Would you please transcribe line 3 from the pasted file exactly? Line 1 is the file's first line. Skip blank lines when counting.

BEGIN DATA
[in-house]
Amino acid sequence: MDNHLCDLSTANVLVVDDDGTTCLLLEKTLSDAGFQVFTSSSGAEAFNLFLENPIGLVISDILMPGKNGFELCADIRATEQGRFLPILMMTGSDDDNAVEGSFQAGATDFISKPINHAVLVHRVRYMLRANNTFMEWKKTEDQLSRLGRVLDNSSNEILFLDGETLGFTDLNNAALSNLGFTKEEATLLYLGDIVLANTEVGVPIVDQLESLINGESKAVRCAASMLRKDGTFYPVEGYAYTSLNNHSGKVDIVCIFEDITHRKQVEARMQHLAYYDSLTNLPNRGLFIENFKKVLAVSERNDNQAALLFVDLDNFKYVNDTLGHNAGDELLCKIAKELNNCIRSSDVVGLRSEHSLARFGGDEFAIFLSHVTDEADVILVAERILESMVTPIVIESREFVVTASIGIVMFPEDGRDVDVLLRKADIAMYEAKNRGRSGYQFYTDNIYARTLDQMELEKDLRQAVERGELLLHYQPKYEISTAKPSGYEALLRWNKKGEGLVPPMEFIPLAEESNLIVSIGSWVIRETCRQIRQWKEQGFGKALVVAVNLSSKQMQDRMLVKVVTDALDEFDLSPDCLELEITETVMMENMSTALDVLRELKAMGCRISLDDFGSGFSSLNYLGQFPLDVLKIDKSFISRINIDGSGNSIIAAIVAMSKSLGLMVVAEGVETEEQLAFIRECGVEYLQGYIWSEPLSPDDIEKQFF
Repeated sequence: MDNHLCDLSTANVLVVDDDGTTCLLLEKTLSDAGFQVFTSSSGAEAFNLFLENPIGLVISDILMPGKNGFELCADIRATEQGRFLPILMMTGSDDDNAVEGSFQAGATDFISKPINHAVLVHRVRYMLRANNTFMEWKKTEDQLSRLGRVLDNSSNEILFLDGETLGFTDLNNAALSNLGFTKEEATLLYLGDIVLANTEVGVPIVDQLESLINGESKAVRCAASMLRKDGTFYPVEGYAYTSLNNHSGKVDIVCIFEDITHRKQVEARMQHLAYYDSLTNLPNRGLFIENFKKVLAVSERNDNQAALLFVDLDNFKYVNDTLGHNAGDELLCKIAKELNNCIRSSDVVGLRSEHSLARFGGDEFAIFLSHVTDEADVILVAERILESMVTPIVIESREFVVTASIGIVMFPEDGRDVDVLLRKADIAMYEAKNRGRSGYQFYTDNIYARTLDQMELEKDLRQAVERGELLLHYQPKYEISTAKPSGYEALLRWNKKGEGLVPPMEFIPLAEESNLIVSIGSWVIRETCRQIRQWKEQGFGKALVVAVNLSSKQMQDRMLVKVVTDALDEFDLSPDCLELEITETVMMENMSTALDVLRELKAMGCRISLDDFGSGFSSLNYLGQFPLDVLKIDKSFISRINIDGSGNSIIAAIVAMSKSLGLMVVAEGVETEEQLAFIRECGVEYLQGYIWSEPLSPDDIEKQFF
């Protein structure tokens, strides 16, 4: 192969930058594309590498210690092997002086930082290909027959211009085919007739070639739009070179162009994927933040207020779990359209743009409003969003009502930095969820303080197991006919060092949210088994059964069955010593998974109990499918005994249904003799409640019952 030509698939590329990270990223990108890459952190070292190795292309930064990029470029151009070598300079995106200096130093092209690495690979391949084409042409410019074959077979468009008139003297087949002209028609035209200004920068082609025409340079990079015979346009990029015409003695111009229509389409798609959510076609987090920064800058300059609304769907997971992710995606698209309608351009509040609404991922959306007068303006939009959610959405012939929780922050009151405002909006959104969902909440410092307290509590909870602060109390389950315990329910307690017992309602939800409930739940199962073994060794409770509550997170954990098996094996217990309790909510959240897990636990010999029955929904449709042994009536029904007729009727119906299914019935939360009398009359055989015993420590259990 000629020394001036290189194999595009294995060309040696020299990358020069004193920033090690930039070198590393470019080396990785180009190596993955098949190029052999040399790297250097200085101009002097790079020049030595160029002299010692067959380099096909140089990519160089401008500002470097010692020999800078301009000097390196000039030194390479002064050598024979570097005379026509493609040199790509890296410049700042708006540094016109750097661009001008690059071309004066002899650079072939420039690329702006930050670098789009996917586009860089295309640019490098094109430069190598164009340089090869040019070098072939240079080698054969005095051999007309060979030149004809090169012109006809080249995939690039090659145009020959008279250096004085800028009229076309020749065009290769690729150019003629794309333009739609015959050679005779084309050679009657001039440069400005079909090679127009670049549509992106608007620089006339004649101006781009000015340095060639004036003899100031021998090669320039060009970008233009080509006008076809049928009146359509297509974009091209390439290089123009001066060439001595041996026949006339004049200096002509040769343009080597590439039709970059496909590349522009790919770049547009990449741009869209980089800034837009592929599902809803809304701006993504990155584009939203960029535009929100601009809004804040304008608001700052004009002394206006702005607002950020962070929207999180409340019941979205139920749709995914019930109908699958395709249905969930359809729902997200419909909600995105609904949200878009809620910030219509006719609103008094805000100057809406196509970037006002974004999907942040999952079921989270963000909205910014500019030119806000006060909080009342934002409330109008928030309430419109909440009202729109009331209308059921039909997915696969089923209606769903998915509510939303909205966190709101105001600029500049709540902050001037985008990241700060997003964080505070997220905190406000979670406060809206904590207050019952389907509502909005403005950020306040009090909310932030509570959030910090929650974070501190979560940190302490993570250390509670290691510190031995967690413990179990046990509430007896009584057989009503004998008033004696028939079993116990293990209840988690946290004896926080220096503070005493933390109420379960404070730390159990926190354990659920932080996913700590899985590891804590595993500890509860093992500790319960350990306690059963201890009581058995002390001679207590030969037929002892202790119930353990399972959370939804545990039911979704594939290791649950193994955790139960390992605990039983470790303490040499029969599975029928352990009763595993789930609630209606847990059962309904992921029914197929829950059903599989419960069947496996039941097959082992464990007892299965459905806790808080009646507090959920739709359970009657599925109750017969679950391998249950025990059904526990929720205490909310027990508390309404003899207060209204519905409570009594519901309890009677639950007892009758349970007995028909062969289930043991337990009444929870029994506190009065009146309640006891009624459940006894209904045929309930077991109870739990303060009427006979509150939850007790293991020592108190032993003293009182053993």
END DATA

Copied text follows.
Repeated sequence: MDNHLCDLSTANVLVVDDDGTTCLLLEKTLSDAGFQVFTSSSGAEAFNLFLENPIGLVISDILMPGKNGFELCADIRATEQGRFLPILMMTGSDDDNAVEGSFQAGATDFISKPINHAVLVHRVRYMLRANNTFMEWKKTEDQLSRLGRVLDNSSNEILFLDGETLGFTDLNNAALSNLGFTKEEATLLYLGDIVLANTEVGVPIVDQLESLINGESKAVRCAASMLRKDGTFYPVEGYAYTSLNNHSGKVDIVCIFEDITHRKQVEARMQHLAYYDSLTNLPNRGLFIENFKKVLAVSERNDNQAALLFVDLDNFKYVNDTLGHNAGDELLCKIAKELNNCIRSSDVVGLRSEHSLARFGGDEFAIFLSHVTDEADVILVAERILESMVTPIVIESREFVVTASIGIVMFPEDGRDVDVLLRKADIAMYEAKNRGRSGYQFYTDNIYARTLDQMELEKDLRQAVERGELLLHYQPKYEISTAKPSGYEALLRWNKKGEGLVPPMEFIPLAEESNLIVSIGSWVIRETCRQIRQWKEQGFGKALVVAVNLSSKQMQDRMLVKVVTDALDEFDLSPDCLELEITETVMMENMSTALDVLRELKAMGCRISLDDFGSGFSSLNYLGQFPLDVLKIDKSFISRINIDGSGNSIIAAIVAMSKSLGLMVVAEGVETEEQLAFIRECGVEYLQGYIWSEPLSPDDIEKQFF